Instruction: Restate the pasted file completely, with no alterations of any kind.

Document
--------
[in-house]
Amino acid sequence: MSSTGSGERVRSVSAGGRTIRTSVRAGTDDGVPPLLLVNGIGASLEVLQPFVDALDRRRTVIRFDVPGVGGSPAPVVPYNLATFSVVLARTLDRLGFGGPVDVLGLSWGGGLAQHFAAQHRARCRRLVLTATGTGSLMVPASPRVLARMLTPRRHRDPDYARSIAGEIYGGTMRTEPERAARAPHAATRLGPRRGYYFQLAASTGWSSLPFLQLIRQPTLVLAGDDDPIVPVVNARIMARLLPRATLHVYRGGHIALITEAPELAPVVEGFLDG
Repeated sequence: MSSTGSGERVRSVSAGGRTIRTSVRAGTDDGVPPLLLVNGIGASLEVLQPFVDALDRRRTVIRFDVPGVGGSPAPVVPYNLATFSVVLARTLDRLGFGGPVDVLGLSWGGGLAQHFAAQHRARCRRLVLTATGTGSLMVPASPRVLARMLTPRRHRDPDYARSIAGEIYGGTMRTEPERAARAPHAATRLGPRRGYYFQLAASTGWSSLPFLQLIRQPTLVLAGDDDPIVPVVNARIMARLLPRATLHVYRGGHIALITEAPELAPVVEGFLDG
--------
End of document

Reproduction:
[in-house]
Amino acid sequence: MSSTGSGERVRSVSAGGRTIRTSVRAGTDDGVPPLLLVNGIGASLEVLQPFVDALDRRRTVIRFDVPGVGGSPAPVVPYNLATFSVVLARTLDRLGFGGPVDVLGLSWGGGLAQHFAAQHRARCRRLVLTATGTGSLMVPASPRVLARMLTPRRHRDPDYARSIAGEIYGGTMRTEPERAARAPHAATRLGPRRGYYFQLAASTGWSSLPFLQLIRQPTLVLAGDDDPIVPVVNARIMARLLPRATLHVYRGGHIALITEAPELAPVVEGFLDG
Repeated sequence: MSSTGSGERVRSVSAGGRTIRTSVRAGTDDGVPPLLLVNGIGASLEVLQPFVDALDRRRTVIRFDVPGVGGSPAPVVPYNLATFSVVLARTLDRLGFGGPVDVLGLSWGGGLAQHFAAQHRARCRRLVLTATGTGSLMVPASPRVLARMLTPRRHRDPDYARSIAGEIYGGTMRTEPERAARAPHAATRLGPRRGYYFQLAASTGWSSLPFLQLIRQPTLVLAGDDDPIVPVVNARIMARLLPRATLHVYRGGHIALITEAPELAPVVEGFLDG